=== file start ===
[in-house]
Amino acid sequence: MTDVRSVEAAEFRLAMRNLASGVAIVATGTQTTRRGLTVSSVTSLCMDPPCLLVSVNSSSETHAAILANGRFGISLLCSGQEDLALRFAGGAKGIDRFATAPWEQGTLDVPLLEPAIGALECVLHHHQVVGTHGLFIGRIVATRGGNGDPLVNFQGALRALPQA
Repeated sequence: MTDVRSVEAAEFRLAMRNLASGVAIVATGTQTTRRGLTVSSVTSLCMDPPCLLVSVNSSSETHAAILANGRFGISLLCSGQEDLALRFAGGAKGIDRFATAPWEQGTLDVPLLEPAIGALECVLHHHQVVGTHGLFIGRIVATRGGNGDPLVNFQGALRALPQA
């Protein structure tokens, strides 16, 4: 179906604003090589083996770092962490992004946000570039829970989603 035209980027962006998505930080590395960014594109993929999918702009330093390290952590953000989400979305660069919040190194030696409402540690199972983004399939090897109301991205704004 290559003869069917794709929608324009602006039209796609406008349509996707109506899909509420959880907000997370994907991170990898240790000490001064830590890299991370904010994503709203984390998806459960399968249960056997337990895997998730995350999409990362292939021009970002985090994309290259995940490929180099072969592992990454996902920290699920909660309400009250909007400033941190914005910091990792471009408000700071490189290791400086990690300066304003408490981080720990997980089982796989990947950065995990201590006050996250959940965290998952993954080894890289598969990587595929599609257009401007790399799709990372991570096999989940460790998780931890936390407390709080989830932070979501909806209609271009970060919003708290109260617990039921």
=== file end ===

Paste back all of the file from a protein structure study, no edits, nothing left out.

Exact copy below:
[in-house]
Amino acid sequence: MTDVRSVEAAEFRLAMRNLASGVAIVATGTQTTRRGLTVSSVTSLCMDPPCLLVSVNSSSETHAAILANGRFGISLLCSGQEDLALRFAGGAKGIDRFATAPWEQGTLDVPLLEPAIGALECVLHHHQVVGTHGLFIGRIVATRGGNGDPLVNFQGALRALPQA
Repeated sequence: MTDVRSVEAAEFRLAMRNLASGVAIVATGTQTTRRGLTVSSVTSLCMDPPCLLVSVNSSSETHAAILANGRFGISLLCSGQEDLALRFAGGAKGIDRFATAPWEQGTLDVPLLEPAIGALECVLHHHQVVGTHGLFIGRIVATRGGNGDPLVNFQGALRALPQA
């Protein structure tokens, strides 16, 4: 179906604003090589083996770092962490992004946000570039829970989603 035209980027962006998505930080590395960014594109993929999918702009330093390290952590953000989400979305660069919040190194030696409402540690199972983004399939090897109301991205704004 290559003869069917794709929608324009602006039209796609406008349509996707109506899909509420959880907000997370994907991170990898240790000490001064830590890299991370904010994503709203984390998806459960399968249960056997337990895997998730995350999409990362292939021009970002985090994309290259995940490929180099072969592992990454996902920290699920909660309400009250909007400033941190914005910091990792471009408000700071490189290791400086990690300066304003408490981080720990997980089982796989990947950065995990201590006050996250959940965290998952993954080894890289598969990587595929599609257009401007790399799709990372991570096999989940460790998780931890936390407390709080989830932070979501909806209609271009970060919003708290109260617990039921």